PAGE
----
Just as Toy Fair was starting, the news went out that Ravensburger, Wonder Forge, and BRIO were all being reorganized under a new Ravensburger North America division. Most of what we saw at the show game-wise is starting to be listed under the Wonder Forge brand line, but there were quite a few games that were coming out with a Ravensburger logo on them. Several items featuring Minions and other characters from the Despicable Me movie franchise were found in both brand lines.
On the Ravensburger side, Despicable Me Labyrinth (Spring, $32) is a themed version of their popular Labyrinth game line. The Despicable Me-themed Eye Found It! (Fall, $26) joins that game’s line with a six-foot board and a card game version (Fall, $6). Those last two were so new, that even though they had them for display at the show, they were waiting for the licensor’s artwork approval, so no photos as of yet!
Wonder Forge’s Despicable Me showings included Linked Up (a Fall Target exclusive, $15), where you place plastic “link” bars connecting character images on a tight board; Battle Matching (Summer, under $10), a cute take on a memory/picture matching game; and Surprise Slides (Summer, price TBD), a spin and move game that’s a bit like Snakes & Ladders if you could move snakes and ladders around during the game.
Wonder Forge’s other items this year mainly featured Disney properties. The Elena of Avalor Flight of the Jaquins game (Fall, $20) features sculpts of Jaquins, a player-assembled palace, and bilingual cards. The game also has different modes of play to scale for age ranges: your kindergartener can play with your fourth-grader, each with different objectives, to complete first. Mickey and the Roadster Racers Bump ‘n’ Race (a Spring Toys R Us exclusive, $20) features a very simple game element with four small cars representing racers from the Mickey Mouse Clubhouse, a sloped playing surface, and movable barriers to bounce off of.
The trivia-with-images game line Pictopia has two new entries, a smaller sized Marvel Cinematic Universe-themed Pictopia game (soon) and a big box Harry Potter edition (Summer). Each game has similar game play with trivia questions on the back of a card that features four images. The Harry Potter game contains questions about all of the movies, including Fantastic Beasts.
Back on the Ravensburger side of the booth, we find Krazy Wordz (Spring, $20). Create words out of your letter tiles, and then players choose which word sounds like it would fit the definition on the term cards in the center of the table. Does a “Garbuna” sound more like an Australian marsupial or a brand of chocolate bar to you?
The tenth anniversary editions of Notre Dame and In The Year of the Dragon are coming! (Availability date and retail prices TBD.) Both games will come with expansions included.
WizKids has a packed booth at Toy Fair with lots of items from their Dungeons & Dragons line on display as well as more Heroclix items and some standalone games.
The first thing that grabbed my attention was the wall of unpainted Dungeons & Dragons miniatures. In the first wave of miniatures (this month, $2.99 each), sixty different miniature packs are available with some coming in with multiple figures. Also planned: Pathfinder miniatures! (No date or price on those as of yet!)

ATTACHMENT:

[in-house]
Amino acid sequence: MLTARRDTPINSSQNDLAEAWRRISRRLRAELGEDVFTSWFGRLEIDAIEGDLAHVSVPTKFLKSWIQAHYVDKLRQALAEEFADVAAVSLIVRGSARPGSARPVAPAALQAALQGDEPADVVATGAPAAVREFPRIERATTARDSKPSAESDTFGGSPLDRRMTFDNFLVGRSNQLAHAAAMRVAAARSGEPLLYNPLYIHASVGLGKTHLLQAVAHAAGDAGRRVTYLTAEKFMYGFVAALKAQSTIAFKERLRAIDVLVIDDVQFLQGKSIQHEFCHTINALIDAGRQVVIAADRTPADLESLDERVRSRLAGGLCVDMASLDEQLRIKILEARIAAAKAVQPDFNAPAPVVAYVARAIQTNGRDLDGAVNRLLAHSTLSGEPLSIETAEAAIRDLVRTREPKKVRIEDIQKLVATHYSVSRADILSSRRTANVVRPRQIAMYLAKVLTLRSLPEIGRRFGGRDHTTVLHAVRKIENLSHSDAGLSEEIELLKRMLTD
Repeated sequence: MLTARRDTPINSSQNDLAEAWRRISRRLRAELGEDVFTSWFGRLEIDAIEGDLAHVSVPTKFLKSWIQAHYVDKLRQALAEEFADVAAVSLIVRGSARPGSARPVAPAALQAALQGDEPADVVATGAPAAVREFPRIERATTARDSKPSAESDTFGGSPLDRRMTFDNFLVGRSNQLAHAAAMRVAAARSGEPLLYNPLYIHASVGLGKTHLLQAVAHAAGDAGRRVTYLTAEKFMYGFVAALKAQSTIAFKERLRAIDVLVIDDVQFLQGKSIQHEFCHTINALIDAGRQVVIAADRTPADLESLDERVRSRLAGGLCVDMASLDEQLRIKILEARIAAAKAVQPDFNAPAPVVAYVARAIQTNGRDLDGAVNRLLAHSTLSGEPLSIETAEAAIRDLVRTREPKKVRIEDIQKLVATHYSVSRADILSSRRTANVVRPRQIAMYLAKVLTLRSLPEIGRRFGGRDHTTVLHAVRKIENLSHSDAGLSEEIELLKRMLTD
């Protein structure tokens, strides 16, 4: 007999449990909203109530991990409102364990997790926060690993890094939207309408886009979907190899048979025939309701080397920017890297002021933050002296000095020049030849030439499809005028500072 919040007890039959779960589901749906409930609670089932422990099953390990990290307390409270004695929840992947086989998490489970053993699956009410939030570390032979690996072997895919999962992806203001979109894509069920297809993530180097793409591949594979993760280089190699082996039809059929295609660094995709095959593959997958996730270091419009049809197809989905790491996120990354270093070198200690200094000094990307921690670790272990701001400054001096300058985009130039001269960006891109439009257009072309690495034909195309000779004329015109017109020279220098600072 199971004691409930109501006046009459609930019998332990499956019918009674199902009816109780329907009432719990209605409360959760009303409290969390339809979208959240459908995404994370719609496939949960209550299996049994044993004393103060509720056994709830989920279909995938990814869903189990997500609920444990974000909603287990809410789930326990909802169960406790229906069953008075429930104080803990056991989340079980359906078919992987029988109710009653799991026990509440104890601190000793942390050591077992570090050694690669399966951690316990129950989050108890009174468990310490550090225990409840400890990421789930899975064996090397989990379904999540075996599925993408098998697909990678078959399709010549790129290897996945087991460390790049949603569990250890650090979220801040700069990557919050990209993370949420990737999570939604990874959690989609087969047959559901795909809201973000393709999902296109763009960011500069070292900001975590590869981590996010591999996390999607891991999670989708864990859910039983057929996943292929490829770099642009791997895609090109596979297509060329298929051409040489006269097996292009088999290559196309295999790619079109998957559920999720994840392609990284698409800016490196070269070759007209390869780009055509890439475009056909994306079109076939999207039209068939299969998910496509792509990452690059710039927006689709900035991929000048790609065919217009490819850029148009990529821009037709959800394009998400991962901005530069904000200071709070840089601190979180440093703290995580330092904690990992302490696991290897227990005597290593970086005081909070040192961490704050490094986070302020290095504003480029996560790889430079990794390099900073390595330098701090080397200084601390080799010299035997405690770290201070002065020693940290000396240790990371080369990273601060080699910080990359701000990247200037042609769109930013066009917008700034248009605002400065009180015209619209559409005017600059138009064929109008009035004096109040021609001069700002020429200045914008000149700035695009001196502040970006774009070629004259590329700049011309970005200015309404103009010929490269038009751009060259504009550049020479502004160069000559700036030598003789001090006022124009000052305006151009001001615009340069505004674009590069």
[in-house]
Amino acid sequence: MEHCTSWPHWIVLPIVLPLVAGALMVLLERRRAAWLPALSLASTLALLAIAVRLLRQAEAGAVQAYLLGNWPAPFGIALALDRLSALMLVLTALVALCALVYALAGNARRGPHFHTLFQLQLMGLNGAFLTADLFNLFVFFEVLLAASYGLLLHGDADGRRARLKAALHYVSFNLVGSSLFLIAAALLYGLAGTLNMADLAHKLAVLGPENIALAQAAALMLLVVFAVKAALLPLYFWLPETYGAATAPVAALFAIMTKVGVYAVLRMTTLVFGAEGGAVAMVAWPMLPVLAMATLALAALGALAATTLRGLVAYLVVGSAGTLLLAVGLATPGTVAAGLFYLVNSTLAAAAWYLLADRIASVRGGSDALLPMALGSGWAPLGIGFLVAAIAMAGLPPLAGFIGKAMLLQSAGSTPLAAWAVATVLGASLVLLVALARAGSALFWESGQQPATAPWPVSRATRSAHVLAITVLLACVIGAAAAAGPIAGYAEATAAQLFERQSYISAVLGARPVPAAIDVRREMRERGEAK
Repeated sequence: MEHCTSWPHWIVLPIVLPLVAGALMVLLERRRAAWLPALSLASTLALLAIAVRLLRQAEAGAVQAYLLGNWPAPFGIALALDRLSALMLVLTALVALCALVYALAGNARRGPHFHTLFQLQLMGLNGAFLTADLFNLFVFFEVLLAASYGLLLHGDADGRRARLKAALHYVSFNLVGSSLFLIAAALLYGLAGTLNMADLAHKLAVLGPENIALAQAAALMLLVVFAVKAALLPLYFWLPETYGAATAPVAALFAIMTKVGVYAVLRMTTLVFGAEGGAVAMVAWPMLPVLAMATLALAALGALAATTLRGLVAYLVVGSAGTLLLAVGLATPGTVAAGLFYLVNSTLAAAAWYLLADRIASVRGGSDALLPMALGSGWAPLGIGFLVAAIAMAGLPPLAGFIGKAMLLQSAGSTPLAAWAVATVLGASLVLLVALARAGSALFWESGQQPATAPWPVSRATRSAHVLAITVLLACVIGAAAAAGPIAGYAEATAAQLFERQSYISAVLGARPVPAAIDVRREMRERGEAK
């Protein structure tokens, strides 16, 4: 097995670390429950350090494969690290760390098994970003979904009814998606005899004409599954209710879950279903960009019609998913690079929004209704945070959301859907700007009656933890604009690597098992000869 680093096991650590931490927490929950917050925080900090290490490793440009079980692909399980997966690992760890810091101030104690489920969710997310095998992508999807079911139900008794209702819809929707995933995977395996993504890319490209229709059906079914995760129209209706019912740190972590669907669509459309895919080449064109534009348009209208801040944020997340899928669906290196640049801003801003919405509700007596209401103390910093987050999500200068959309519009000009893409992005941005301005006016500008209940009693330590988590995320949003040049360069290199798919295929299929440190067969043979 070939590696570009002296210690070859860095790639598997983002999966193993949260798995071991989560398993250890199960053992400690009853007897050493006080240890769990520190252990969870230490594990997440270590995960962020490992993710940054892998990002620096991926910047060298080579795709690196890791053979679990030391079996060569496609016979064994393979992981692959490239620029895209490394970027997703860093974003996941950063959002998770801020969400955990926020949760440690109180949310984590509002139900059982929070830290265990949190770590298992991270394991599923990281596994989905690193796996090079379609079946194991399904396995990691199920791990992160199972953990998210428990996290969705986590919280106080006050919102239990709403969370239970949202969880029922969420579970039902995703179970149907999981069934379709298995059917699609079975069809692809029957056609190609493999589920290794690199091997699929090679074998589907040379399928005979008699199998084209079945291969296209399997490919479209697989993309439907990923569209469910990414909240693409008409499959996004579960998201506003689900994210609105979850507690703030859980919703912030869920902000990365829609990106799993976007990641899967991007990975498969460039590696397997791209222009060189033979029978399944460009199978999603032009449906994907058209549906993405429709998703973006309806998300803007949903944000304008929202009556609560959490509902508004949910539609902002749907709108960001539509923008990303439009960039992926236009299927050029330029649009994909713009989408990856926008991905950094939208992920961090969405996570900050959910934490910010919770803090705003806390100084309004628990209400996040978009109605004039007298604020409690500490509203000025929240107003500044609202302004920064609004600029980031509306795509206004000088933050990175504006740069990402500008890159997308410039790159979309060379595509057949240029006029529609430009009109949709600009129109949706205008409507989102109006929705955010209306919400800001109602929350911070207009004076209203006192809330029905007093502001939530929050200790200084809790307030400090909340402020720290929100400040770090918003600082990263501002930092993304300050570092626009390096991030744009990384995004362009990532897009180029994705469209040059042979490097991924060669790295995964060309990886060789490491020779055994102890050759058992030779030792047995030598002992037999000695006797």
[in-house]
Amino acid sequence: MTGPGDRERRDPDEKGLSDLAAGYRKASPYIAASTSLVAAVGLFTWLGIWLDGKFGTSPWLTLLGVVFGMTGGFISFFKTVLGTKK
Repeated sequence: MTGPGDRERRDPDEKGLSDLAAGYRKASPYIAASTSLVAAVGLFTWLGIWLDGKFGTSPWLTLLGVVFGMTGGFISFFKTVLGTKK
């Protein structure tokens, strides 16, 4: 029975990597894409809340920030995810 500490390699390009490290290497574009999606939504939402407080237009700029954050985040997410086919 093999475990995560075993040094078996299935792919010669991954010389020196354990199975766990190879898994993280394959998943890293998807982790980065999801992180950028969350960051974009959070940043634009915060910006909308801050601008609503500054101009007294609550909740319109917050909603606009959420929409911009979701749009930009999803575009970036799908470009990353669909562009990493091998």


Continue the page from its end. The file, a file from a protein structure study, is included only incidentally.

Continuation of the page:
But if you like painted miniatures, they’ve got you covered with the Adventurer’s Campsite as part of the Icons of the Realms’ Monster Menagerie II line. This $50 box comes with a painted covered wagon, two saddled horses, three treasure chests, two kegs (of course), and all the little things: sacks, camp fires, bedrolls, spellbooks, scrolls, bags of holding…
And just released the day of the show, Assault of the Giants. This newest entry into the line of D&D boardgames comes in a standard edition for $80 or a premium edition with fully-painted miniatures for $130.
Coming soon in Heroclix are two new lines: Teenage Mutant Ninja Turtles: Shredder’s Return and Marvel’s Deadpool & X-Force. TMNT will come in blind bags for $3 each. Deadpool & X-Force will be available in a brick of boosters for $130, which is probably your best bet at obtaining that Deadpool riding the unicorn ultra-rare piece (one is available in approximately every four cases).
Recreating a classic oversized comic book I had when I was a kid, the Heroclix Superman vs. Muhammad Ali set comes with a boxing ring, the greatest, and a Superman wearing boxing gloves. Debuting in March, this set will retail for $50.
Three new games were also shown: The Banishing, Tower of London, and Tournament at Camelot. Relasing in March, the Banishing is a difficult strategy cooperative game where you’re banishing creatures. Tower of London is a zone control game available in April. Tournament at Camelot, a May release, is a trick-taking game with box artwork inspired from illuminated manuscripts. All three games will retail for $20.
Posted by David Miller as Modern Board Games
Hasbro has announced for fall release DropMix, an app-integrated, music-mixing card game. Developed in collaboration with Harmonix Music Systems (creators of the video games Rock Band and Dance Central), DropMix assigns different elements of popular songs (such as the bass, beat, loop, or vocals) to individual cards. When a player puts one of those cards in a slot on the DropMix board, the app mixes that element in to the music it plays through the linked mobile device (iOS or Android).
Little information has been revealed on DropMix game-play. However, Hasbro and Harmonix have said there’s a fair degree of strategy in what they call “Clash Mode“, which is played 1-against-1 or 2-against-2 to 21 points. The app also allows players to save any mix for play later on their mobile device.